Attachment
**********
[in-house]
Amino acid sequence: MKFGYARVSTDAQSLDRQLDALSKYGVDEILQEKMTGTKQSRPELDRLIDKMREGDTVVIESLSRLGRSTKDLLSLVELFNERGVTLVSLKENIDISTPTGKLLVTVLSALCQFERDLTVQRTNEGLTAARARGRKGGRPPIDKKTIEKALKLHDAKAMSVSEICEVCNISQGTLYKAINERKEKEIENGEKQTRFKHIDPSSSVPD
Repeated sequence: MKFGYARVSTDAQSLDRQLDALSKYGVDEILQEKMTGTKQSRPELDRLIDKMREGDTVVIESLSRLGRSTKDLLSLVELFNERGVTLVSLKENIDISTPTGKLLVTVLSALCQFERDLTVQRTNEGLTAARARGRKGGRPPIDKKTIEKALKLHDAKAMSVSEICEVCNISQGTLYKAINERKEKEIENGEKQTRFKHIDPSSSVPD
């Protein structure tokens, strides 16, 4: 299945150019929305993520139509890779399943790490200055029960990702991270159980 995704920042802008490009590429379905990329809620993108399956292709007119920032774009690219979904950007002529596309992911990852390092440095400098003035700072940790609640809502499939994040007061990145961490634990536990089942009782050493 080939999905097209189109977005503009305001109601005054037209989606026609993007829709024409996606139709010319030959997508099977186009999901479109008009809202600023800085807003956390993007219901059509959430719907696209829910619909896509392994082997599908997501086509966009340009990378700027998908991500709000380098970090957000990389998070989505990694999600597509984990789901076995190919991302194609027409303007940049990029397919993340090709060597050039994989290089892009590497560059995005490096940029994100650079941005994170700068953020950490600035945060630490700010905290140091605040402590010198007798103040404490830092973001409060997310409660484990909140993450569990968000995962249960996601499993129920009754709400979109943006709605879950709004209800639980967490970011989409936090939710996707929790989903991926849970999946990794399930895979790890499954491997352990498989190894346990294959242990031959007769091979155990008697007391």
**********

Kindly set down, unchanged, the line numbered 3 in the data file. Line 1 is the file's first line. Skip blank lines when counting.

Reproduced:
Repeated sequence: MKFGYARVSTDAQSLDRQLDALSKYGVDEILQEKMTGTKQSRPELDRLIDKMREGDTVVIESLSRLGRSTKDLLSLVELFNERGVTLVSLKENIDISTPTGKLLVTVLSALCQFERDLTVQRTNEGLTAARARGRKGGRPPIDKKTIEKALKLHDAKAMSVSEICEVCNISQGTLYKAINERKEKEIENGEKQTRFKHIDPSSSVPD